As much as we like to pretend men and women are the same, physiologically they are very different. Because of this difference one of the effects for women is the fact they are more prone to certain injuries while running. A common injury women are susceptible to causing them to miss time from exercise are stress fractures.
What is a stress fracture?
Stress fractures are tiny cracks in a bone often called hairline bone breaks that are caused by the repetitive application of force. They are often due to overuse such as repeatedly jumping up and down or running long distances.
The most common stress fracture sites are the tibia or shin bone and metatarsals in the foot.
Symptoms of a stress fracture may at first be barely noticed. But with time, it tends to worsen resulting in tenderness in a specific spot that decreases with rest. There can also be swelling around the area in pain. Stress fractures can be diagnosed either with an x-ray or a bone scan.
Why are women more prone to stress fractures?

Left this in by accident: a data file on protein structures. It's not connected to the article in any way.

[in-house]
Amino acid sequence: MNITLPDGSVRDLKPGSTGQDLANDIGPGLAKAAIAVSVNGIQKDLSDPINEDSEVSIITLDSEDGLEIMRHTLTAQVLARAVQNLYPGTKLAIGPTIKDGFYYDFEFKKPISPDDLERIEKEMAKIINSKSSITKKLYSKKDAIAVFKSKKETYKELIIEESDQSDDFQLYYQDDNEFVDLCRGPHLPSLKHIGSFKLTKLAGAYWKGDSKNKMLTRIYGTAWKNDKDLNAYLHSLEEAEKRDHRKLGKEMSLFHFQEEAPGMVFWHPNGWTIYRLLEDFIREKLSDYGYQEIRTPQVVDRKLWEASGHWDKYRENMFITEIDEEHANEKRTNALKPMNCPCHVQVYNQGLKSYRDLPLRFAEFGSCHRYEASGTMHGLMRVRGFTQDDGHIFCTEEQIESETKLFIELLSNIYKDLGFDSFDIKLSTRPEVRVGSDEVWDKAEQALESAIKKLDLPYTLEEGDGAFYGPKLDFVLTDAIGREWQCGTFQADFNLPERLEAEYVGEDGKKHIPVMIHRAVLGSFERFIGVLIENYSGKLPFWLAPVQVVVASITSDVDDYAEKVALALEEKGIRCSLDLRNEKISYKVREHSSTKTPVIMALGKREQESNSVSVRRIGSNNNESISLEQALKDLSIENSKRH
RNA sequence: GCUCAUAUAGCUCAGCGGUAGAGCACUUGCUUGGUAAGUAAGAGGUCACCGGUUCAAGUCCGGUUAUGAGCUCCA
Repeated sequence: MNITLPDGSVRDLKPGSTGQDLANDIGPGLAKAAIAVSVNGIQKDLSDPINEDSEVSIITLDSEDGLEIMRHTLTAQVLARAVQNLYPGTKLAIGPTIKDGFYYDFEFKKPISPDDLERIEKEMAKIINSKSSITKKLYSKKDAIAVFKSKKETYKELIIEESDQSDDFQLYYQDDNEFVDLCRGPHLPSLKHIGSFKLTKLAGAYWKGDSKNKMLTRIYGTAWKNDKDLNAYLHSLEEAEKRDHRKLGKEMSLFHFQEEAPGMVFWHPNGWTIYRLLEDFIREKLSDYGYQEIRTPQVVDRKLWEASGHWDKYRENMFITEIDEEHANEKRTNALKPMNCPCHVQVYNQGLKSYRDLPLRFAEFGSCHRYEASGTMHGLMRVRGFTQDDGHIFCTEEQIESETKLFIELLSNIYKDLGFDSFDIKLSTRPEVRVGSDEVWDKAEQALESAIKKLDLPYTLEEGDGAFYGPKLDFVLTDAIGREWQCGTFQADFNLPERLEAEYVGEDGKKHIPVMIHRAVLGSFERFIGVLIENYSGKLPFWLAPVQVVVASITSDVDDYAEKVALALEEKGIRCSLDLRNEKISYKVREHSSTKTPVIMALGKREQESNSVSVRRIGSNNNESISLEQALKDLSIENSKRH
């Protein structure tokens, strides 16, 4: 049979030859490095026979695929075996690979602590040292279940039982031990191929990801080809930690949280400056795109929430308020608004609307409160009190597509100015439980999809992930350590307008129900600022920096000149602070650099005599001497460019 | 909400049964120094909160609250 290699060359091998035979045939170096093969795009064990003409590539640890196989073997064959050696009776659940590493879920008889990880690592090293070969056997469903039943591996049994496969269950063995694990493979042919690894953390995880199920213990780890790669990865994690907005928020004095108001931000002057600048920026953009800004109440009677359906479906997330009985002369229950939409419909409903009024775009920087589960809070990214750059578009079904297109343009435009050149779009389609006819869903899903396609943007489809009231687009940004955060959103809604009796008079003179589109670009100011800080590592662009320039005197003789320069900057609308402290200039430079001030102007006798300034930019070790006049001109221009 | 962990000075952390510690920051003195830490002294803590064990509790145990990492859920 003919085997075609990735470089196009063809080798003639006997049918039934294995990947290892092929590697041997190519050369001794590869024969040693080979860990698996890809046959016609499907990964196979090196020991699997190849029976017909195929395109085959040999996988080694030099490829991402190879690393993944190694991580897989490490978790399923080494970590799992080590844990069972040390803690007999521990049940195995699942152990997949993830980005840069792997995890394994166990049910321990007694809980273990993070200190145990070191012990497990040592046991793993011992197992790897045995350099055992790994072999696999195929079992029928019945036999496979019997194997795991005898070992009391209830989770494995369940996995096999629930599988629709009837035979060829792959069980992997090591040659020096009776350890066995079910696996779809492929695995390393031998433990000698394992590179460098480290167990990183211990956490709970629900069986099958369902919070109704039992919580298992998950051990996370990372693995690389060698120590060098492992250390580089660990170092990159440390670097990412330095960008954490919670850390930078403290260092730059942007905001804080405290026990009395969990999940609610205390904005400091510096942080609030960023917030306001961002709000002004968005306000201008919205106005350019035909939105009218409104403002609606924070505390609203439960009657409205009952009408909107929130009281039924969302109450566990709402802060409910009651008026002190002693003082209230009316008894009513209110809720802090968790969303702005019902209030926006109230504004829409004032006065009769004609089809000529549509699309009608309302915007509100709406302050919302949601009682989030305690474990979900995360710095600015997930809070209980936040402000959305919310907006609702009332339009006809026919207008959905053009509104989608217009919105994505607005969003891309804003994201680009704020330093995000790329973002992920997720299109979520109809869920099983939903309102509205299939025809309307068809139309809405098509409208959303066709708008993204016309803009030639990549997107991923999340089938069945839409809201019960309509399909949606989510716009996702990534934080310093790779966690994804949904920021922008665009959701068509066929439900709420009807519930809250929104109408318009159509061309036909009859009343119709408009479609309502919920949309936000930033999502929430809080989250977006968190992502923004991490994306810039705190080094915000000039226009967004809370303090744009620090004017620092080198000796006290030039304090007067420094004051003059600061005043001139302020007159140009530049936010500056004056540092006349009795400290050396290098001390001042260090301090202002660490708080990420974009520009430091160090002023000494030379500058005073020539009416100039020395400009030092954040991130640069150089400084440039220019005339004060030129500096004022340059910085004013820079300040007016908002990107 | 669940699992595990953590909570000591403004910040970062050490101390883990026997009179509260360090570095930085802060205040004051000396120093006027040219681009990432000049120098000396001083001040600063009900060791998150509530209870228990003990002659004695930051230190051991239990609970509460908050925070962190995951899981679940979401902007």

There are multiple reasons why women are more likely to be affected by a stress fracture:
· The most common mistake women make is increasing their training by too much, rapidly adding and/or increasing jumping, speed training or overall mileage too quickly.
· Having too little lean muscle mass - Repetitive pounding on hard surfaces makes the bones of female runners’ legs vulnerable to injury.
· Unhealthy eating habits – Eating disorders and a lack of vitamin D and calcium can make bones more likely to develop stress fractures
· Loss of regular monthly period or amenorrhea.
· Weak bones – Conditions such as osteoporosis can weaken bones making it easier for stress fractures to occur.
· Women with flat feet or high, rigid arches.
· Footwear that is old and worn.
Reducing the risk of stress fractures in women
The first step is to reduce the risk of developing a stress fracture to begin with. Some stress fractures don’t heal properly which can lead to chronic pain. In addition, if the underlying causes are not addressed, a woman may be placing herself at a higher risk of additional stress fractures.
Here are ways to prevent or at least reduce the risk of a stress fracture:
· Wear appropriate shoes. Replace shoes every 300 to 400 miles or ones that are older than a few months.
· Try to run on softer surfaces such as dirt, cinders, or an all-weather track
· Consume at least 1000 mg of calcium each day and eat good food sources of vitamin D along with getting in some sun each day.
· Do not try to run through the pain
· Make any changes in working out or training gradually.
· Have a good strengthening program in an exercise routine.